2014-04-29, 1230 hours - New Security Vulnerability
Information Technology would like to alert our users of a newly-discovered vulnerability in versions 6 to 11 of Internet Explorer could lead to "the complete compromise" of an affected system. That is the blunt assessment in an advisory released on Monday morning by the United States Computer Emergency Readiness Team, a part of the Department of Homeland Security known as US-CERT.
VMI receives frequent alerts from US-CERT, but, with the exception of the Heartbleed Bug, few recent threats have been described as so serious. In fact, since about 55% of ALL Windows-based systems use some version of Internet Explorer, this threat could be even more widespread and serious than Heartbleed.
"We are currently unaware of a practical solution to this problem," Carnegie Mellon's Software Engineering Institute warned in a separate advisory that US-CERT linked to in its warning.
Microsoft’s own advisory describes the threat, but also describes the kinds of risky user actions on which so many cyber threats depend. Those user actions, which risk-aware users always avoid whatever the threat, are in bold below.
- By default, all supported versions of Microsoft Outlook, Microsoft Outlook Express, and Windows Mail open HTML email messages in the Restricted sites zone. The Restricted sites zone, which disables script and ActiveX controls, helps reduce the risk of an attacker being able to use this vulnerability to execute malicious code. If a user clicks a link in an email message, the user could still be vulnerable to exploitation of this vulnerability through the web-based attack scenario.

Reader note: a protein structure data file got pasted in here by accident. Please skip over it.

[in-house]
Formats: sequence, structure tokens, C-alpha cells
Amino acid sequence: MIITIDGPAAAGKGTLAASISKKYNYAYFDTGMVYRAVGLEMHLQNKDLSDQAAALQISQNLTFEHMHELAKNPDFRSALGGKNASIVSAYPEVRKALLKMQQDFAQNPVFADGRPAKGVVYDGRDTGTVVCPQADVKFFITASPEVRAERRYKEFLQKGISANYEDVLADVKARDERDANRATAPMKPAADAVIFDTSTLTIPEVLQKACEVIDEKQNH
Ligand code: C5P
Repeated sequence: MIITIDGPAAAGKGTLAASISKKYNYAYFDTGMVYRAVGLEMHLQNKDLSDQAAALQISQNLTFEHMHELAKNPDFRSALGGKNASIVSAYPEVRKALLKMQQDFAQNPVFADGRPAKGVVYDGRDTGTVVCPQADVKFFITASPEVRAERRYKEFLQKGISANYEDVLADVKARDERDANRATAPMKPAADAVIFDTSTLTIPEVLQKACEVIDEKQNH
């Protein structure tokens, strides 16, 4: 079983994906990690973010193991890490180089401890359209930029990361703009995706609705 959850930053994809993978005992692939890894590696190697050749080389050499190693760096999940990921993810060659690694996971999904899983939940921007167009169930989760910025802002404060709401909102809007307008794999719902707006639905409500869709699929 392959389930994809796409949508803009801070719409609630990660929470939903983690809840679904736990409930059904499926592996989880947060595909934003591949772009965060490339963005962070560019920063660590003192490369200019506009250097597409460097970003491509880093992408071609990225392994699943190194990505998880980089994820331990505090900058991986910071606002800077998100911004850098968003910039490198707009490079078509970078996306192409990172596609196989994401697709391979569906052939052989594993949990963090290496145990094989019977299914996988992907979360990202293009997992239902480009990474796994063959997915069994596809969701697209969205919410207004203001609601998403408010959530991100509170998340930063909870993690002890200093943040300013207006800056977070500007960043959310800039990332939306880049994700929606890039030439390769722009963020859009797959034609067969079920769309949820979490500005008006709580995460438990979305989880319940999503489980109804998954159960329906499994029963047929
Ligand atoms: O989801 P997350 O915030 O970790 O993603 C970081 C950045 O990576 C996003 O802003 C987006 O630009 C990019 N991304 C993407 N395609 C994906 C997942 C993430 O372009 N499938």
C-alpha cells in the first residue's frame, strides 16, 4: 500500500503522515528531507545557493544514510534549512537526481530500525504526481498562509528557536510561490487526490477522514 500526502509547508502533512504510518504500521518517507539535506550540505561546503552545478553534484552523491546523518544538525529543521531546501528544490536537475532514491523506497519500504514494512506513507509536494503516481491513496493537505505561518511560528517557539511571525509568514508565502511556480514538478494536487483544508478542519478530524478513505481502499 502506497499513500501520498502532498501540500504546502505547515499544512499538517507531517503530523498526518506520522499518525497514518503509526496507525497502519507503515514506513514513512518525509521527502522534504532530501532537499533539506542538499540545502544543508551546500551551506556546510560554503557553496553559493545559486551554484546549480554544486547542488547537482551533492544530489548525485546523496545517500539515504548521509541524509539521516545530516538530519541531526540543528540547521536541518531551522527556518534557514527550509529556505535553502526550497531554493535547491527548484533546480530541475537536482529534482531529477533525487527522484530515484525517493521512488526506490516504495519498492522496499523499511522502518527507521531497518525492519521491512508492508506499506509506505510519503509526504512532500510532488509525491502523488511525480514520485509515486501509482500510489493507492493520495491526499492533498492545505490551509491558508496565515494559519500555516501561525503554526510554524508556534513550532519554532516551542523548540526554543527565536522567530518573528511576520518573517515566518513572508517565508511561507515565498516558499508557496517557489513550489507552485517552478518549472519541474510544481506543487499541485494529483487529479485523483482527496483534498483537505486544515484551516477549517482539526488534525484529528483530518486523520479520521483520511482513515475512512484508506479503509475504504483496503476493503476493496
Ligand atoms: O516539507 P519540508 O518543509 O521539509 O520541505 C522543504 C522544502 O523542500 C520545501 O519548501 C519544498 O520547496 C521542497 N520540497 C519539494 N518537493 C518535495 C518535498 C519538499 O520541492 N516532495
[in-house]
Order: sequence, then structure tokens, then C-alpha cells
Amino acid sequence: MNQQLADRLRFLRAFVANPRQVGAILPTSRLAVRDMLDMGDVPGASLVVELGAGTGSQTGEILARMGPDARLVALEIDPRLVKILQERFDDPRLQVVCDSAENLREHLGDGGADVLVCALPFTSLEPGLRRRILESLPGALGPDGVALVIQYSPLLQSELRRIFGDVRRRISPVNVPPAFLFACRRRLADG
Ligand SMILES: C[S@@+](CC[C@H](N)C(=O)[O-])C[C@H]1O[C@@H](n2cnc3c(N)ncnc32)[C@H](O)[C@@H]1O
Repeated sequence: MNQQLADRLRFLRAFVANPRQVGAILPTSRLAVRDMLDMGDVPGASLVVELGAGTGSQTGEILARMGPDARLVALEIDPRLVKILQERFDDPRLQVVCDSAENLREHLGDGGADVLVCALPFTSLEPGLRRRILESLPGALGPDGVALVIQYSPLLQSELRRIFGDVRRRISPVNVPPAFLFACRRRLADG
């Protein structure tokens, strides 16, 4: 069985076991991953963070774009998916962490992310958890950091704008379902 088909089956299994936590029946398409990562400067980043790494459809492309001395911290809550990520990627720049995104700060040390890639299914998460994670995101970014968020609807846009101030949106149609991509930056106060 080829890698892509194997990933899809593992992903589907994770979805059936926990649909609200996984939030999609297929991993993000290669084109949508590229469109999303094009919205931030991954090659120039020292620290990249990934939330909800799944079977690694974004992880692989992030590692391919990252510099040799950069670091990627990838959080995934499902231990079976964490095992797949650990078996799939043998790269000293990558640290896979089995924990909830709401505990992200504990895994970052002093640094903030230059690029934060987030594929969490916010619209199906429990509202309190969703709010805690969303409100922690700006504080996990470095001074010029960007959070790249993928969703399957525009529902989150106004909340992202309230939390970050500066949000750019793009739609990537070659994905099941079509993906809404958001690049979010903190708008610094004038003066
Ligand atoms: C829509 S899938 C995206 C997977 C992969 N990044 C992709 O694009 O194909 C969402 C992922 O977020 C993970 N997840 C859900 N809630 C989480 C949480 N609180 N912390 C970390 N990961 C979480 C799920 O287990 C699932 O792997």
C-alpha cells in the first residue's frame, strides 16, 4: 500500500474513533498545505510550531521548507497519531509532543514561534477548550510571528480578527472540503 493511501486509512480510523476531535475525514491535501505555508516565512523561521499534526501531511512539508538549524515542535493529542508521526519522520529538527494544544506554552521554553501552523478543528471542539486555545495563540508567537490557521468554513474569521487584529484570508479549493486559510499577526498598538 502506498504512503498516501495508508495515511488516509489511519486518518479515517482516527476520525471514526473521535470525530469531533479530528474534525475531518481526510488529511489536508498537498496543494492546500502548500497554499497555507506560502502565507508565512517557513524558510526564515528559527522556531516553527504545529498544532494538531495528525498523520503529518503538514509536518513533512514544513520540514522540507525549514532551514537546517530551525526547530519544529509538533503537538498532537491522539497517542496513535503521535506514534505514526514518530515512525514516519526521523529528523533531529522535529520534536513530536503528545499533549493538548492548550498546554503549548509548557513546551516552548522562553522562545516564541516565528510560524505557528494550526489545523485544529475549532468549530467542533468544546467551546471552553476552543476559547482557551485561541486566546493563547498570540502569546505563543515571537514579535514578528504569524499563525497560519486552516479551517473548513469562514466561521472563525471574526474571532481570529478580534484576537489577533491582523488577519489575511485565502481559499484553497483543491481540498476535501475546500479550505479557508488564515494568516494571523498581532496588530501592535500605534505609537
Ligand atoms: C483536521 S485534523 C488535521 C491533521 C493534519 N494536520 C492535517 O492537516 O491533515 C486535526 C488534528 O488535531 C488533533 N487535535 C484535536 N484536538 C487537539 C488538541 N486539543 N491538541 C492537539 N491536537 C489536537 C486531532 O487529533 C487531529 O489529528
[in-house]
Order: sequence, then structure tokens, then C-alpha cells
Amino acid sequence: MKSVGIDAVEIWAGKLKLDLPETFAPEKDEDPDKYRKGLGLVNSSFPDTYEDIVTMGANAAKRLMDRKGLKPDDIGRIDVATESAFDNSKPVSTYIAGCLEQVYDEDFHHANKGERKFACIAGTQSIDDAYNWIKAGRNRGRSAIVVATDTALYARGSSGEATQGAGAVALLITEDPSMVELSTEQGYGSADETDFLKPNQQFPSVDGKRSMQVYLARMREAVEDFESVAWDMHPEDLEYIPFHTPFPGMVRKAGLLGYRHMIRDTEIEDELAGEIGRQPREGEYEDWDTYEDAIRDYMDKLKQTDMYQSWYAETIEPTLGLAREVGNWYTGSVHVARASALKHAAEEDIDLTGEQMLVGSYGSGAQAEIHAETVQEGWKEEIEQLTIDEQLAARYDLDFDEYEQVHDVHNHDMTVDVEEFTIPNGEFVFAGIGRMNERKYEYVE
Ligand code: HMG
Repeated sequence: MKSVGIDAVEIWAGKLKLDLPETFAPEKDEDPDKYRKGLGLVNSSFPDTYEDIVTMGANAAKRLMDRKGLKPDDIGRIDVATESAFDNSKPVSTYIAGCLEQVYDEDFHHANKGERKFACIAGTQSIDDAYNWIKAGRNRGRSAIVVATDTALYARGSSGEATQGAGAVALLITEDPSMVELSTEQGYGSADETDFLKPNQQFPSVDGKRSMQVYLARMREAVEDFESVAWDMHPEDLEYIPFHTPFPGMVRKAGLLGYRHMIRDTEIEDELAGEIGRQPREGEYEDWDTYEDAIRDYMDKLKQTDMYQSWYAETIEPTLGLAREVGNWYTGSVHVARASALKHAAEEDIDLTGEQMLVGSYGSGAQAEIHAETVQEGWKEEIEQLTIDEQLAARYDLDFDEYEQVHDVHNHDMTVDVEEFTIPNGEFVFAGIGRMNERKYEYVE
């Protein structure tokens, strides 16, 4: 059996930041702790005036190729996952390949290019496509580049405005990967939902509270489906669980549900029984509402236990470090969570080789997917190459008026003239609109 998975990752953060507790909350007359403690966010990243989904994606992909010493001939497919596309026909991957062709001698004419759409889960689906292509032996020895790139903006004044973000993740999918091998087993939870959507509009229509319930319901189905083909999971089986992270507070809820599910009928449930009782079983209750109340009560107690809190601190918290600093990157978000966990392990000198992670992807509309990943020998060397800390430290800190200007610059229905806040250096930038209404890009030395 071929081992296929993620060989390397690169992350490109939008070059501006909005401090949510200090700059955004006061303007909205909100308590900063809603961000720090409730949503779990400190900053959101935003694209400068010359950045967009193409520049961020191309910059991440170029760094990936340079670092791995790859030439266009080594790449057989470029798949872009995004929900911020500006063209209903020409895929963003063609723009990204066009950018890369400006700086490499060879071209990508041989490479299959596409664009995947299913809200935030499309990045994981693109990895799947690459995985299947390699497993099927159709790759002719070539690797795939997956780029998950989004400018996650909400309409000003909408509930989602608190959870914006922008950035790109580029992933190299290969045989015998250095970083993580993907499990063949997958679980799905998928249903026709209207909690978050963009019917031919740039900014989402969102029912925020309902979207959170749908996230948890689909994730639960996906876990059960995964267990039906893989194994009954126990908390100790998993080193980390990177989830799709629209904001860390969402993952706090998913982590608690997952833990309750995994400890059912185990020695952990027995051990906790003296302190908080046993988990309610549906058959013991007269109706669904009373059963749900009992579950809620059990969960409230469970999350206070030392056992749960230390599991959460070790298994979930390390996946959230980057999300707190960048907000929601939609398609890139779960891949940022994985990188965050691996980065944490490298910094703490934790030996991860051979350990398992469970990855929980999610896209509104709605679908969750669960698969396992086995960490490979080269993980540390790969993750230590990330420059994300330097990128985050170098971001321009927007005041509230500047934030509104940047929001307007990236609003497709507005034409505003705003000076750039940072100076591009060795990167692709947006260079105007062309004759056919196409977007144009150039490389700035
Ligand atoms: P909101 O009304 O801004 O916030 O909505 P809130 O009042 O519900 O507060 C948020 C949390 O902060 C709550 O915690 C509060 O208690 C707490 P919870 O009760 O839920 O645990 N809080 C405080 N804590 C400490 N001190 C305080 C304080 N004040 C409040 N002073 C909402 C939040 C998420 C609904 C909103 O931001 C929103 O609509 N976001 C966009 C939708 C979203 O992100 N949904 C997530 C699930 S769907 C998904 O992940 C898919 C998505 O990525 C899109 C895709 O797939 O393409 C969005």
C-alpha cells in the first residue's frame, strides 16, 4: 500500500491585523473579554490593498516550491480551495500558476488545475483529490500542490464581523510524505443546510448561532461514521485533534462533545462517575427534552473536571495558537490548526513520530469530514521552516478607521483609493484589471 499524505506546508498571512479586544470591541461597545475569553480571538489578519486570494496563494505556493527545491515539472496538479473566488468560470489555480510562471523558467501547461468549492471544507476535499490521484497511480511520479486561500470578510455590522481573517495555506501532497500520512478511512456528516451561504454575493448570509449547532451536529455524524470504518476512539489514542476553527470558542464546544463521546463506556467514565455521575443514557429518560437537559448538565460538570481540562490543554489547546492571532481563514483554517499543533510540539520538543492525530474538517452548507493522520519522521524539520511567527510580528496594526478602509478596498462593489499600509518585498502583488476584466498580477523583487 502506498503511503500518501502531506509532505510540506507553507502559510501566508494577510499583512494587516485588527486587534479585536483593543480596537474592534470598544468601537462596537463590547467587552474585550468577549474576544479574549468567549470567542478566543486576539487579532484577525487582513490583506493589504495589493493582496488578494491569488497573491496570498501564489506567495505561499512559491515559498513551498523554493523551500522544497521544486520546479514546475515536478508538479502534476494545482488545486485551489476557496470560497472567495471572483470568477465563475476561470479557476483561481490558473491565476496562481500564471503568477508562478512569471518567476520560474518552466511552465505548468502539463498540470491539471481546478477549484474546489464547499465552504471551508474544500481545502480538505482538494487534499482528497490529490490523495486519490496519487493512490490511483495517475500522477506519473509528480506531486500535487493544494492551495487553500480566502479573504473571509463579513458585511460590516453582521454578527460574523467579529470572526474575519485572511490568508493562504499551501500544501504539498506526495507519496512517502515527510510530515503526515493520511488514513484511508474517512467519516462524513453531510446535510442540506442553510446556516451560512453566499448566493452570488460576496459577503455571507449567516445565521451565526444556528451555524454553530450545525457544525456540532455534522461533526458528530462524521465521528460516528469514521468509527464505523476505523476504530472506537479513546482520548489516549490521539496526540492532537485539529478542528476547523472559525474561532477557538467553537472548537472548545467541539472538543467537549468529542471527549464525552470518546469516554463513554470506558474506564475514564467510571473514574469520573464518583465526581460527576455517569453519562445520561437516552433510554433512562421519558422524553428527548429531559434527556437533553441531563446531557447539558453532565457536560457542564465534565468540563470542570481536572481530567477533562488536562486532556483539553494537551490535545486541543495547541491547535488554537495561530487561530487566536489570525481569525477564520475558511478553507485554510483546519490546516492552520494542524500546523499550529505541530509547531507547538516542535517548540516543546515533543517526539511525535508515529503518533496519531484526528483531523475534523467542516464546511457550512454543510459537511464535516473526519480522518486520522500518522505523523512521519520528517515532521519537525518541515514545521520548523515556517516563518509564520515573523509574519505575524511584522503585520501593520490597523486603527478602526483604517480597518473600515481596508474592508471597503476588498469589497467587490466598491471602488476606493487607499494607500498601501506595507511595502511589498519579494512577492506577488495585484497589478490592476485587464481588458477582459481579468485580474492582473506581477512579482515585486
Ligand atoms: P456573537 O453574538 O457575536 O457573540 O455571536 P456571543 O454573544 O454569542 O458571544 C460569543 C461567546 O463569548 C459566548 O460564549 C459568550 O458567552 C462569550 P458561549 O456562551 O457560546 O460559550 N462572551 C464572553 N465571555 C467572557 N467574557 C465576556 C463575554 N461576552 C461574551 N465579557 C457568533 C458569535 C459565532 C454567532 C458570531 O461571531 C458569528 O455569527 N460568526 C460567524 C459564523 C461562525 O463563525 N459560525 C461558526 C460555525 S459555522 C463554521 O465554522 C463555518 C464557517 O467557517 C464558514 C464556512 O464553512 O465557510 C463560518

- An attacker who successfully exploited this vulnerability could gain the same user rights as the current user. Users whose accounts are configured to have fewer user rights on the system could be less impacted than users who operate with administrative user rights.
- In a web-based attack scenario, an attacker could host a website that contains a webpage that is used to exploit this vulnerability. In addition, compromised websites and websites that accept or host user-provided content or advertisements could contain specially crafted content that could exploit this vulnerability. In all cases, however, an attacker would have no way to force users to visit these websites. Instead, an attacker would have to convince users to visit the website, typically by getting them to click a link in an email message or Instant Messenger message that takes users to the attacker's website.
Once again, a serious threat can be averted by alert users who understand that they are their own first and last lines of defense against cyber threats.
The takeaway: Don't cooperate with those who are out to get you, and they WON'T get you.
If you have any questions, please contact the Help Desk at Help@vmi.edu or call 7643.